Andrey Lyapichev AKA Weilard
Speaking of the artist, look who stopped by! Welcome Andrey! I’ve been following your post-apocalyptic artwork for a few years now. Could you tell us about yourself? When did you first start drawing?
Well. I think readers not interested in numbers and dates, so I mark one important milestone when all changed for me. When I was 10 years old, father receive from USA first IBM PC-XT 286 for work. In the first year I understand – I want to do games. I save this decision in my heart for the years and when I grow up – went in game development industry. First drawing I did little bit before this important date.
In game development industry I work as designer and 3D modeler. I always offering my customers my drawings, but they love to use other of my skills instead my drawings. I work in industry almost 20 years. But only last 5 years people start mentioned my art as art, not just scribbles (smile).
Why the post-apocalyptic genre?
Strong question. But I have answer. No one thing not underline life as death. Sounds horrible but for me it’s truth. When you see street wreck of old car, you think about this car not as death body. You think that this rustiness is… oldness. He is not dead. He is old. Human creations live everywhere, and we can’t understand normally how large this world. What path we pass (I mean humanity). And best way to understand this pull the trigger and say human history – stop. Send people back to stone age, to give this people stay and think what world around them, what world they have before, and what world they lose. Because I think all of we do on the Earth lead us to the giant problem.
Also… post-apocalyptic genre for many of us, and I tell about gamers, it’s like a dream, like romantic tales about heroes in troubled land. And I think ruins of civilization it’s better background then background of fantasy kingdome or something else. It’s all near us. We already live in post-apocalyptic world… just not understand this fact fully.
Tell me about your project with JJ Shurte. How long did it take you to create the artwork for the book?
We work together almost one year with project “Days Too Dark” and before work with illustration for “Metanoia” (also post-apocalyptic world). It was the long road. But I’m very happy that I meet with Joshua. It’s amazing guy. Really. Working with this author – real pleasure. I can say honestly – it’s a best customer I have in my life. Not because we do post-apocalyptical things. But because he is interesting person, because in some cases we can say – that we survive when work with this book. One time Joshua write me and say that his home under water, because flood. It’s fantastic experience.
And we often support each other. Because we just a people with some problems. Sometimes we happy. Sometimes we solve problems. And I perfectly know that I can visit Joshua any time I want (in network of course) and he is always ready to answering, or just talking, or help me. It’s amazing feelings. I think now we little bit more than just artist and his customer.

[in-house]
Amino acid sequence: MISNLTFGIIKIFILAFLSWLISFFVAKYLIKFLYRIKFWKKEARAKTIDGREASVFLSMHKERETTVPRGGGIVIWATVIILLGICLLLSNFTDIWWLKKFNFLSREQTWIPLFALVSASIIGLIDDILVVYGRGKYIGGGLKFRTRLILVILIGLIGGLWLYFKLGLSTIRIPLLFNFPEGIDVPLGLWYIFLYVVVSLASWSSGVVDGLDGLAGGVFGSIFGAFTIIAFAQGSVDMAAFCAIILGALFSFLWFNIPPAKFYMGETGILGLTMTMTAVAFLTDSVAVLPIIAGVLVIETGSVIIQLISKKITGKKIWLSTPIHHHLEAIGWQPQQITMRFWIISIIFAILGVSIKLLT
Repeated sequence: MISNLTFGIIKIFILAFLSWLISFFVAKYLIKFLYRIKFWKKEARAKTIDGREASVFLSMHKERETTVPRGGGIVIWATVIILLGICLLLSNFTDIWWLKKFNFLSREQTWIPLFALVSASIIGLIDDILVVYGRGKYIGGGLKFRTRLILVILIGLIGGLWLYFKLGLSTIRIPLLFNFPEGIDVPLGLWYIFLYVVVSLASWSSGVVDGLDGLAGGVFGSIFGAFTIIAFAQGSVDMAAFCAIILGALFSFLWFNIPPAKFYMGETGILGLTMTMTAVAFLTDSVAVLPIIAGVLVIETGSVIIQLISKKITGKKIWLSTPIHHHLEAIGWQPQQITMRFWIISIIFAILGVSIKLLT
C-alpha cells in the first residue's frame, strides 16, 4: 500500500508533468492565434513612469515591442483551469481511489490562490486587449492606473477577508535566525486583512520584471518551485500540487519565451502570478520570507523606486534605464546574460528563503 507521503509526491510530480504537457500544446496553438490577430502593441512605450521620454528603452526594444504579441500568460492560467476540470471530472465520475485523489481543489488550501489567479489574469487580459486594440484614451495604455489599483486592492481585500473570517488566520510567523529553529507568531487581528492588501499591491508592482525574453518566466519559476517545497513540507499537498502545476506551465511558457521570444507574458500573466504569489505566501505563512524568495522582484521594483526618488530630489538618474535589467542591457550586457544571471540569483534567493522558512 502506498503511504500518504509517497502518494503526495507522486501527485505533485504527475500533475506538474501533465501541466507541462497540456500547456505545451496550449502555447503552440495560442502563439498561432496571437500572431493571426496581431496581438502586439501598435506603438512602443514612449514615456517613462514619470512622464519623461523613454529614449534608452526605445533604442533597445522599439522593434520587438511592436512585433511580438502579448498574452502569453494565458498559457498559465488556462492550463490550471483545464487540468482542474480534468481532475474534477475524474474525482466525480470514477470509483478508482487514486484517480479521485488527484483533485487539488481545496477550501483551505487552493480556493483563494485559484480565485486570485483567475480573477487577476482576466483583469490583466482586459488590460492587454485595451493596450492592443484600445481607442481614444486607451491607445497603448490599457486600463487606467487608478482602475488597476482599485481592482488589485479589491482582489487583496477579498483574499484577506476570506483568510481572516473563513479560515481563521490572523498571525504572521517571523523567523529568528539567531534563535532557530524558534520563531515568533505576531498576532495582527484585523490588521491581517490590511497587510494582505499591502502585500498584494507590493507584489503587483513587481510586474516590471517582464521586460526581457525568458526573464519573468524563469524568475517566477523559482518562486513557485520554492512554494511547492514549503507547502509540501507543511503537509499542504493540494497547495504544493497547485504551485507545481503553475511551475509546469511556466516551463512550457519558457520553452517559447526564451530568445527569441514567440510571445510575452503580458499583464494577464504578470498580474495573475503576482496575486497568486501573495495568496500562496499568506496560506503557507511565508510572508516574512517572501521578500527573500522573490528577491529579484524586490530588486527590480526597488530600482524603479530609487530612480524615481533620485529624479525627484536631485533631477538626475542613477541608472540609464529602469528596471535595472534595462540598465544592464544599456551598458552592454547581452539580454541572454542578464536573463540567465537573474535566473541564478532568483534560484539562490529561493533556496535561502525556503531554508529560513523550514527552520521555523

I noticed it was a different style than your usual work. What made you decide to try something new?
O no… (laughing). Not I decide. Joshua wants. He is wants ink-style images. It’s not my favorite style of drawing. But after “Metanoia” drawings I understand that I can’t lose chance to work with Joshua again. So I decide use style he is want. To make our together post-apocalyptic road little bit longer.
You’ve done some work for video games. Can you tell me about them? I saw that you’re involved with an upcoming post-apocalyptic video game. What’s that like?
I love work with games. And last eight years (or more) I work only with PA genre. Because I totally love it. PA genre for me it’s also loneliness. And I love it. I love feeling of contemplation. When you say “stop” himself and just enjoy the view. All of my artwork I use this principle. I say “stop”, then I ask myself “what you want to tell observers right now?”. And in most cases it’s a song I sing about loneliness and beautiness of the death world.
When I receive offer to work with “Dark Crystal Games” as Lead Artist I think a lot. Because it’s not first of my game project and I little bit tired from this (count of games I was involved so huge so I’m start forget the names of the games), but theme… theme always bought me. Chance to create good post-apocalyptic game much stronger than habit to be prudence.
Unfortunately I can’t share info about this project because I’m tied by NDA. It’s a very hard for me, because I am a very transparent man. You can visit one of my streams and realize that I have no barrier between watcher and me.
Andrey, thank you so much for giving us some insight to your work! Where can folks go to see your artwork and/or contact you?
It’s easy. To receive actual and fast infos I recommend my twitter @Weilard. For personal sharings, details about my work, and private stories (behind the scene) I recommend my Patreon page. https://www.patreon.com/weilard/ For just artwork… https://weilard.deviantart.com/
Oh hey, JJ’s back! Hey, JJ, what is the most difficult part of “the process” for you?
I like complex plots that’re interwoven, I like layers and I like to plant seeds in book one that don’t pay off until book two or even book three. This means that I have a really… really long construction phase, as it takes a long time to plot everything out and make sure it all makes sense.